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Current Status of Computer-Aided Drug Design for Type 2 Diabetes

View Article: PubMed Central

ABSTRACT

Background: Diabetes is a metabolic disorder that requires multiple therapeutic approaches. The pancreas loses its functionality to properly produce the insulin hormone in patients with diabetes mellitus. In 2012, more than one million people worldwide died as a result of diabetes, which was the eighth leading cause of death.

Objective: Most drugs currently available and approved by the U.S. Food and Drug Administration cannot reach an adequate level of glycemic control in diabetic patients, and have many side effects; thus, new classes of compounds are required. Efforts based on computer-aided drug design (CADD) can mine a large number of databases to produce new and potent hits and minimize the requirement of time and dollars for new discoveries.

Methods: Pharmaceutical sciences have made progress with advances in drug design concepts. Virtual screening of large databases is most compatible with different computational methods such as molecular docking, pharmacophore, quantitative structure-activity relationship, and molecular dynamic simulation. Contribution of these methods in selection of antidiabetic compounds has been discussed.

Results: The Computer-Aided Drug Design (CADD) approach has contributed to successful discovery of novel anti-diabetic agents. This mini-review focuses on CADD approach on currently approved drugs and new therapeutic agents-in-development that may achieve suitable glucose levels and decrease the risk of hypoglycemia, which is a major obstacle to glucose control and a special concern for therapies that increase insulin levels.

Conclusion: Drug design and development for type 2 diabetes have been actively studied. However, a large number of antidiabetic drugs are still in early stages of development. The conventional target- and structure-based approaches can be regarded as part of the efforts toward therapeutic mechanism-based drug design for treatment of type 2 diabetes. It is expected that further improvement in CADD approach will enhance the new discoveries.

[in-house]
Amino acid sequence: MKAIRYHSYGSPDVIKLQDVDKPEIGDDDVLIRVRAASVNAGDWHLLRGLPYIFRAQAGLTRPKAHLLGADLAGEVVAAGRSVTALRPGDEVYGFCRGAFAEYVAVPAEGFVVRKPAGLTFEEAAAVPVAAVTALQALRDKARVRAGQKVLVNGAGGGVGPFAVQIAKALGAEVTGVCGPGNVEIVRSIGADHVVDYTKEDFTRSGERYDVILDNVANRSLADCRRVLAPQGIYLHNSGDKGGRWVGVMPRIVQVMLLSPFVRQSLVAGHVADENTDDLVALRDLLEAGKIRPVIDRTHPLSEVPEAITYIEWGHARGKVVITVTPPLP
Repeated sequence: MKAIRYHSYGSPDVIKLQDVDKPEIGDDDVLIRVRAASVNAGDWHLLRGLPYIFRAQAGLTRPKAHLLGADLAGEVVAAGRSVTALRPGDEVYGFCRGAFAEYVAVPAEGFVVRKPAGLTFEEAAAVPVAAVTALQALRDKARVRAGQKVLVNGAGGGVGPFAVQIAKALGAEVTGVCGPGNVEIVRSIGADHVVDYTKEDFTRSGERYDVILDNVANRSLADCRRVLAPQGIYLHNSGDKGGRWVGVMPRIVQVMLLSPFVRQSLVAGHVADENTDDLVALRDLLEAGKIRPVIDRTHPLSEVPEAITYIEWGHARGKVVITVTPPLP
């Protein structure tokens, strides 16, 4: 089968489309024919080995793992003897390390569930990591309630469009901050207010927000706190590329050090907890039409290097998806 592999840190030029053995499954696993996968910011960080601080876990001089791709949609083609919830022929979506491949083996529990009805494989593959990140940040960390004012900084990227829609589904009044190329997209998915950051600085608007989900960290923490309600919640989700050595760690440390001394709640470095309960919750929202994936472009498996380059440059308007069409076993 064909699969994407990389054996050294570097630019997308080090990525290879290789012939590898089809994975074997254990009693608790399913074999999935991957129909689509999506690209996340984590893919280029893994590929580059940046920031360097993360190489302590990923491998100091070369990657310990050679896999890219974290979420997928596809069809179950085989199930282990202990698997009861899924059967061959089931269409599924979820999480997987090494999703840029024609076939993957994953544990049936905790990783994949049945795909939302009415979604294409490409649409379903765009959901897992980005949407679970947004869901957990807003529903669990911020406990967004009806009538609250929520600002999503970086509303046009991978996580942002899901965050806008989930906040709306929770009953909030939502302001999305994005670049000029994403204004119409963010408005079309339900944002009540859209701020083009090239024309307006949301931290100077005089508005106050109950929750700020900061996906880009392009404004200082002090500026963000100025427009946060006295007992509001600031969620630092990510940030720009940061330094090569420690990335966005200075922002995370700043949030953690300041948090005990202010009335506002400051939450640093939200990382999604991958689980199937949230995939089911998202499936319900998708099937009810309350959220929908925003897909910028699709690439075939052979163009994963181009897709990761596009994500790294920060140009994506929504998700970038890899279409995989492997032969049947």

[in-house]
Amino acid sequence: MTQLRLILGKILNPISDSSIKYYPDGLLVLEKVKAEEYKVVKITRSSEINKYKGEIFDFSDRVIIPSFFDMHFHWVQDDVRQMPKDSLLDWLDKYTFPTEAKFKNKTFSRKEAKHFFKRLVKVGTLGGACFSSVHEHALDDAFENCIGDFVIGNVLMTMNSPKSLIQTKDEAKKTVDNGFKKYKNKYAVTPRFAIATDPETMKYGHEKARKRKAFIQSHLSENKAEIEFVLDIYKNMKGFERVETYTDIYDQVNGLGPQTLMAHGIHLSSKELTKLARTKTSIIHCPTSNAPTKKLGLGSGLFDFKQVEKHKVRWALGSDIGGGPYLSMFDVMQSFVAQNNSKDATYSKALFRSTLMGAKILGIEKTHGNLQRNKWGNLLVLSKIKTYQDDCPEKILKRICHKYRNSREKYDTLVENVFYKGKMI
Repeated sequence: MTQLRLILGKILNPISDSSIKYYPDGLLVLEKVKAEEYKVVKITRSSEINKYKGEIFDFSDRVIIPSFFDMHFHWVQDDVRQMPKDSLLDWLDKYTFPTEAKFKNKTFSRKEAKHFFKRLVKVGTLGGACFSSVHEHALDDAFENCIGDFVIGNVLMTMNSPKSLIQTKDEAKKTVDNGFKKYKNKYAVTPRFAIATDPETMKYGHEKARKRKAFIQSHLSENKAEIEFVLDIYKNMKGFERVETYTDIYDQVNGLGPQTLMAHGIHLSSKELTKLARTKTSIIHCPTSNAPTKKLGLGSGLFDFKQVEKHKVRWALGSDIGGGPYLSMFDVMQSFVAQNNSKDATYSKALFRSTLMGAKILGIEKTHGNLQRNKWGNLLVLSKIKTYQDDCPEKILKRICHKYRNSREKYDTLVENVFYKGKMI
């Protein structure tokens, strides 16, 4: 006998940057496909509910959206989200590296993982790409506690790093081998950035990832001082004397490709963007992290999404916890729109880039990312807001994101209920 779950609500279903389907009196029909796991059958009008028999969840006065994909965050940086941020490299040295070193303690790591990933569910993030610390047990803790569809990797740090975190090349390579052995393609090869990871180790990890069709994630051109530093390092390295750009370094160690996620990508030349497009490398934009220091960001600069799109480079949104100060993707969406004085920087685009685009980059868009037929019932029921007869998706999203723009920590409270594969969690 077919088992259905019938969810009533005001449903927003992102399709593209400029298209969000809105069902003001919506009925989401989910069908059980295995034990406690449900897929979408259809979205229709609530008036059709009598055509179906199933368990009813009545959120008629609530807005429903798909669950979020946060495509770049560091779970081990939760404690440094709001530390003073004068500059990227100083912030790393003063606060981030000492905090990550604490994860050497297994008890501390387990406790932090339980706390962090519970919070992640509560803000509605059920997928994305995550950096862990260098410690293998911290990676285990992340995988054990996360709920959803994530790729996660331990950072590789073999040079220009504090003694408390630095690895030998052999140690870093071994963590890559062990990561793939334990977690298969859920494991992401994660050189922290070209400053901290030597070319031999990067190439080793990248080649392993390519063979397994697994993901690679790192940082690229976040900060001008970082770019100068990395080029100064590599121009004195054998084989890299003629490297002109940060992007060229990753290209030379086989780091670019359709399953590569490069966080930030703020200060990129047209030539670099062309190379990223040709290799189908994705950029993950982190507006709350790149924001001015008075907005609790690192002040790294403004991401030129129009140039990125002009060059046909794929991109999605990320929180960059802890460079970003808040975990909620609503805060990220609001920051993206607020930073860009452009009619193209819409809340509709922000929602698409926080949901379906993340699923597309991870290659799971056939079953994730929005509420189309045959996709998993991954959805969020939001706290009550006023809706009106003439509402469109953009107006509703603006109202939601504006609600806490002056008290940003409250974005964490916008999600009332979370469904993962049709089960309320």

No MeSH data available.


The structure and activity of the potent hit (NSC83182) identified by testing compounds for inhibition of 11b-HSD1 mediated cortisol production in LS14 cell lysates with ChemGauss3 score = 84.17, % inhibition= 57.2, IC50 = 5.85 μM.
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Figure 3: The structure and activity of the potent hit (NSC83182) identified by testing compounds for inhibition of 11b-HSD1 mediated cortisol production in LS14 cell lysates with ChemGauss3 score = 84.17, % inhibition= 57.2, IC50 = 5.85 μM.

Mentions: The 11β-HSD1 is an enzyme that regulates glucocorticoid metabolism at the tissue level by converting the inert hormone cortisone to its active form, cortisol, in target tissues. Active cortisol production can cause insulin resistance by inhibiting pancreatic beta-cell insulin secretion and peripheral glucose uptake, and encourages gluconeogenesis [51]. Lagos et al. discovered novel 11β-HSD1 inhibitors by applying a combination of ligand and structure-based filtering methods. The NCI library of 260,071 structures was retrieved from the OpenNCI database [52] for the virtual screening and then filtered against ADMET constraints, and multiple conformations for each compound in the database were generated. Crystal structures of human 11β-HSD (PDB id: 1Y5R) in complex with inhibitors were used as the source of structural information shown in Fig. 6 (B). Virtual screening of the generated NCI conformer database was performed using the FRED version 2.2.5 program [31]. The top-scoring binding mode of 1,000 compounds on each protein binding site was considered, and the scoring scheme was based on three scoring functions: ChemGauss3, OE-Chem and Piecewise Linear Potential [53]. The 100 top-scoring compounds on each docking run were visually inspected, and overlap analysis of obtained solutions using the Tanimoto similarity metric was performed with InstantJChem v5.9 to select 40 compounds that were requested along with the ball grid array obtained from the Developmental Therapeutic Program [54] at NCI-NIH. The selected compounds were identified using in silico methods and further tested in cell-based assays to check cytotoxicity and 11β-HSD1-mediated cortisol production inhibitory efficiency. Biological testing was used in the identification of four compounds in adipocytes and steroid quantification by HPLC-MS/MS mediated cortisol production inhibitory activity, with potencies in the μM range. Two compounds proved to be potent and selective for 11β-HSD1 reductase activity and over the 11β-HSD2 isoform. This study leads to development of more active derivatives with higher efficacies to target intracellular cortisol levels in type 2 diabetes and other metabolic syndromes [55]. 11β-HSD1 inhibitor discovered by ligand- and structure-based virtual screening techniques with the best score and activity is shown in Fig. 3.